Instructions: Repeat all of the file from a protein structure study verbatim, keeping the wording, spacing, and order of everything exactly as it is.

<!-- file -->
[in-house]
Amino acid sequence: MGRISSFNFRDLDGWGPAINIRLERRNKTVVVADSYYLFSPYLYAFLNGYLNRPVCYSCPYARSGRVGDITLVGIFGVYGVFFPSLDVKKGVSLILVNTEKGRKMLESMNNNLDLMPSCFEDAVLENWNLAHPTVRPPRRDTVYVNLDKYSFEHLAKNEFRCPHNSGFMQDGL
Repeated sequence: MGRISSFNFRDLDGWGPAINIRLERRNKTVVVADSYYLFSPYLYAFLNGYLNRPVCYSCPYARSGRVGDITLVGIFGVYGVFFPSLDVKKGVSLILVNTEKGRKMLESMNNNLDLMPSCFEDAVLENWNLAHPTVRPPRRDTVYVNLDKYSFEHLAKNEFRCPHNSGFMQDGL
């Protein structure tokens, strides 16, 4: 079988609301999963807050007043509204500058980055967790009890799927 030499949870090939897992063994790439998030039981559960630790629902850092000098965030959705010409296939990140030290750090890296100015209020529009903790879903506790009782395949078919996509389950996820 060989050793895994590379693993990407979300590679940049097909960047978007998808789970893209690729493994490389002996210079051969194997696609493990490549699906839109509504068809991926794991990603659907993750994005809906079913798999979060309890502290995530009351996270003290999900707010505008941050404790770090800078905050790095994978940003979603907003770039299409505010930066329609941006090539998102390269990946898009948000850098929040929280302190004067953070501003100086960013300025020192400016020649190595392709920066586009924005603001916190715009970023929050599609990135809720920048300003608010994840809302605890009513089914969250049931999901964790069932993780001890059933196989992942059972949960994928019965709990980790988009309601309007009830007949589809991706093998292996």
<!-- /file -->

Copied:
[in-house]
Amino acid sequence: MGRISSFNFRDLDGWGPAINIRLERRNKTVVVADSYYLFSPYLYAFLNGYLNRPVCYSCPYARSGRVGDITLVGIFGVYGVFFPSLDVKKGVSLILVNTEKGRKMLESMNNNLDLMPSCFEDAVLENWNLAHPTVRPPRRDTVYVNLDKYSFEHLAKNEFRCPHNSGFMQDGL
Repeated sequence: MGRISSFNFRDLDGWGPAINIRLERRNKTVVVADSYYLFSPYLYAFLNGYLNRPVCYSCPYARSGRVGDITLVGIFGVYGVFFPSLDVKKGVSLILVNTEKGRKMLESMNNNLDLMPSCFEDAVLENWNLAHPTVRPPRRDTVYVNLDKYSFEHLAKNEFRCPHNSGFMQDGL
């Protein structure tokens, strides 16, 4: 079988609301999963807050007043509204500058980055967790009890799927 030499949870090939897992063994790439998030039981559960630790629902850092000098965030959705010409296939990140030290750090890296100015209020529009903790879903506790009782395949078919996509389950996820 060989050793895994590379693993990407979300590679940049097909960047978007998808789970893209690729493994490389002996210079051969194997696609493990490549699906839109509504068809991926794991990603659907993750994005809906079913798999979060309890502290995530009351996270003290999900707010505008941050404790770090800078905050790095994978940003979603907003770039299409505010930066329609941006090539998102390269990946898009948000850098929040929280302190004067953070501003100086960013300025020192400016020649190595392709920066586009924005603001916190715009970023929050599609990135809720920048300003608010994840809302605890009513089914969250049931999901964790069932993780001890059933196989992942059972949960994928019965709990980790988009309601309007009830007949589809991706093998292996």